With renovations recently done in our building, the room where we regularly had lunch is now sometimes booked for events meaning we often have to eat lunch at our desks. I thought these might come in handy for that purpose. I won a mug rug a couple of years ago and it has been the handiest thing to have sitting in front of our desktop computer.
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A Baby Quilt for Robert

Well, it took me over a year. It's approaching "toddler quilt" status. But it's done. Josh and Noelene are both pilots, hence all the planes and copters!

This is my first attempt at machine quilting. Just straight lines. I hadn't anticipated any trouble but man, was I wrong!  I had a terrible time with that minky fabric I backed it with.  You would think that minky, which is so soft, would slide easily across surfaces but not so. Static developed and I really struggled with getting it through my machine. I unpicked threads, I pulled, I wore machine quilting gloves to help push. Finally what worked best was trying to lift as much of the quilt off the surface as possible and even creating a bubble of air just before the fabric when under the needle. Of course, this led to all kinds of other problems such as a few puckers here and there.  After each line I stitched, I spewed many, many bad words and after completing 2 or 3 lines, I would have to take a break to calm my nerves before going back to it.  It took me all bloody night!  I was up until 3:00 a.m. I was a mess!  It was a very traumatizing experience and I was quite disappointed in how it came out. Not nearly so nice as I intended.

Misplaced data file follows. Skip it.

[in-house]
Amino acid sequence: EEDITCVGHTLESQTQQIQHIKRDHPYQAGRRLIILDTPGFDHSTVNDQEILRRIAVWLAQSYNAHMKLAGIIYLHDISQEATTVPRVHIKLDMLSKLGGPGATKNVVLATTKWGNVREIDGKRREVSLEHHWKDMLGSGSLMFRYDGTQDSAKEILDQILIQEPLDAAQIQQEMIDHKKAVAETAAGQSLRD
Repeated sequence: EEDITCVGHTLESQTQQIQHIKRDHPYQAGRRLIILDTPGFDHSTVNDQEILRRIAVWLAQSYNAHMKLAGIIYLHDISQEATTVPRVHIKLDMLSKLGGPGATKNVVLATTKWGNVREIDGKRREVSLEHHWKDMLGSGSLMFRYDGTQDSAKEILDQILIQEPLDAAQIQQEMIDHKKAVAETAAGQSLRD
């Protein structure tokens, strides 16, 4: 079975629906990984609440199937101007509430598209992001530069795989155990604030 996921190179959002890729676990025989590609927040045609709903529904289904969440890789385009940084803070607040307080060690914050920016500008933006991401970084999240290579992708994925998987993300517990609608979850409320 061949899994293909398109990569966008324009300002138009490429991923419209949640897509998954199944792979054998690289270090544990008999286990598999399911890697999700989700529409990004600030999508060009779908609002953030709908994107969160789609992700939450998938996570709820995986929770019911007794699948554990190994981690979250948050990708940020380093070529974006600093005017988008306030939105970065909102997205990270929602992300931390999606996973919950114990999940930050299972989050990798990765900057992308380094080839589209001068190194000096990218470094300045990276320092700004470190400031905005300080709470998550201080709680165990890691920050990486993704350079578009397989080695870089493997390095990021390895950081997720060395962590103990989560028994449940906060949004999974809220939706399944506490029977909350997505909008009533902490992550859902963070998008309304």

Regardless, I am undaunted. I know now that I need one of those Super Slippery things that attach to the sewing surface that will allow the fabric to slide more easily.  I'll be getting one of those.